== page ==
Accra’s Water Woes: High Prices and Unsafe Water Challenge Residents Despite Government Efforts

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By Sarah Brou

In a quest for reliable access to clean water, many Ghanaians, including myself, have experienced the struggle of relocating from one area to another. In my case, my family and I moved from ECC around Kasoa to East Legon, hoping for improved water conditions. Unfortunately, the reality in East Legon proved to be both worse and more expensive than our previous situation.

According to UNICEF statistics, a staggering 76% of households in Ghana face the risk of drinking water contaminated with faecal matter. While the 2021 Population and Housing Census reported that 87.7% of the population has access to basic water supply services, a significant urban-rural disparity persists. Urban areas boast a 96.4% access rate, while rural communities lag behind at 74.4%. Alarmingly, 8% of Ghanaian households still rely on unsafe water sources.

Despite seemingly high access to safe water in urban areas, the prevalence of sachet water (51.5%) surpasses pipe-borne water (33.6%). The question arises: why do some families have access to safe water while others are left with unsafe alternatives? The answer lies in the interplay of poverty and lack of information.

Personal Experience: The East Legon Predicament

Upon our arrival in East Legon, our hope for improved water access was met with a harsh reality. The cost of water was exorbitant, with unreliable politanks often failing to supply enough due to the scarcity of pipe-borne water. To meet our basic water needs for daily activities and meals, we found ourselves paying a steep price of 300GhC per week – an expense that could stretch over two to three months. This financial burden forced us to resort to buying additional drinking water, further draining our budget.

The underlying issue is not just the cost but also the safety of the water. Many households, including ours, cannot trust the local water supply and resort to purchasing drinking water from external sources. It has become evident that the water crisis in Ghana extends beyond mere inconvenience; it is a substantial problem affecting the daily lives and finances of its citizens.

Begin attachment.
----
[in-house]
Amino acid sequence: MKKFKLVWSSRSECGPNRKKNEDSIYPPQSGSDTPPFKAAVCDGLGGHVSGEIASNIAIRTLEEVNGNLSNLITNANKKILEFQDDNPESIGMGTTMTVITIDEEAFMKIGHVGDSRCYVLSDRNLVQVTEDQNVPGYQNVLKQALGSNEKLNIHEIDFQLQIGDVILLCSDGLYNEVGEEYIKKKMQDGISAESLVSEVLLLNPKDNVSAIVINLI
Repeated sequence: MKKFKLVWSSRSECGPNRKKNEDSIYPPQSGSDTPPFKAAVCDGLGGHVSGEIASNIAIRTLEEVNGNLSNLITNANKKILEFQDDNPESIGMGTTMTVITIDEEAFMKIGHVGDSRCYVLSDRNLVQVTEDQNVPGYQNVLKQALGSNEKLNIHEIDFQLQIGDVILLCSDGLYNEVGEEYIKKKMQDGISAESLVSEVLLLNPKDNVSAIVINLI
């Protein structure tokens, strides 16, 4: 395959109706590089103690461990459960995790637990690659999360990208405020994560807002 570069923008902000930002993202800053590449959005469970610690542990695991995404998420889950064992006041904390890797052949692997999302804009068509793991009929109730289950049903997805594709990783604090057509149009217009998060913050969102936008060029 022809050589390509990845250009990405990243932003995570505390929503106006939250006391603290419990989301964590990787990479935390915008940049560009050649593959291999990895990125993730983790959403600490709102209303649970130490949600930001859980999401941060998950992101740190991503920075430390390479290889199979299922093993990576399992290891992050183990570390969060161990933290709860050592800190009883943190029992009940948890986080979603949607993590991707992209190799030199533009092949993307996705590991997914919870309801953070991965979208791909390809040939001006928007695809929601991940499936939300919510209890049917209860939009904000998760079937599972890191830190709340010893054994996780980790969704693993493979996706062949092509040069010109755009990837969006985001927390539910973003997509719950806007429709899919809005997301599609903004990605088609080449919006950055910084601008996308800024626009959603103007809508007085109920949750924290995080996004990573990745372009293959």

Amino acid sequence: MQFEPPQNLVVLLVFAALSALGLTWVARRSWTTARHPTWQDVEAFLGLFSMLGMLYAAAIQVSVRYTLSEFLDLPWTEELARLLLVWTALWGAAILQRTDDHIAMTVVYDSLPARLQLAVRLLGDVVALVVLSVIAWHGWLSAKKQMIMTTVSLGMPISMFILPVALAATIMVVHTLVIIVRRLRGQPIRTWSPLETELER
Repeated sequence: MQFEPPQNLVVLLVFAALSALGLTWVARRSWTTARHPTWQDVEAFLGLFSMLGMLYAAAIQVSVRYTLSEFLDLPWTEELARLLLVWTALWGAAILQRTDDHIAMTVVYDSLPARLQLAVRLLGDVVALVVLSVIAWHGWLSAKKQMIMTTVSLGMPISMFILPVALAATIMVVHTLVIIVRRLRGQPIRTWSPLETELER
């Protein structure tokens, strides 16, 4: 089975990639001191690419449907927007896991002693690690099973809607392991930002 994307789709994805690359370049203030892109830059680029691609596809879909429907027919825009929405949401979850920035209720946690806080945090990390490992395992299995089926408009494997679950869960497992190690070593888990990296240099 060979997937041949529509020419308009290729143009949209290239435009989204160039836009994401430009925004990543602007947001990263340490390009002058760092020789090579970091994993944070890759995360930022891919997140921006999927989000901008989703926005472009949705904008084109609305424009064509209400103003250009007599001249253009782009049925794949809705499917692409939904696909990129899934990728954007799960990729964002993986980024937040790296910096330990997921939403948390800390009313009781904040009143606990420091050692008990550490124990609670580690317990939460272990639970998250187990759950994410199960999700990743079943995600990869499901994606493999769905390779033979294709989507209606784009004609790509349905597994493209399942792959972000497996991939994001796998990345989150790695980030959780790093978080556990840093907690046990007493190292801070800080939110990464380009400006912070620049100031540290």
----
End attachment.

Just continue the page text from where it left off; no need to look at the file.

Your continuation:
A Call for Action: UNICEF’s Involvement

Recognizing the severity of the water crisis, UNICEF has been actively collaborating with the Ghanaian government to develop and implement strategies for effective drinking water supply services. One such strategy involves supporting the government in reviewing and developing policies, such as the National Water Policy, the Water Sector Strategic Development Plan, and the National Drinking Water Quality Management Framework.

UNICEF’s efforts extend beyond policy development to the demonstration of practical solutions. In 2016, the collaborative program between the Government of Ghana and UNICEF provided safe drinking water to nearly 74,000 community members in rural areas, showcasing the potential impact of targeted interventions.

To ensure the sustainability of these initiatives, UNICEF places a strong emphasis on capacity development for institutions involved in water supply services. The ultimate goal is ambitious but crucial: to provide water for all citizens of Ghana before 2030 in line with Sustainable Development Goal 6.

As Ghana grapples with the challenges of water access, the collaboration between UNICEF and the government offers a glimmer of hope for a future where every household can access safe and affordable drinking water. The journey towards that goal, however, requires concerted efforts from all stakeholders to address the multifaceted issues surrounding water supply in the country.

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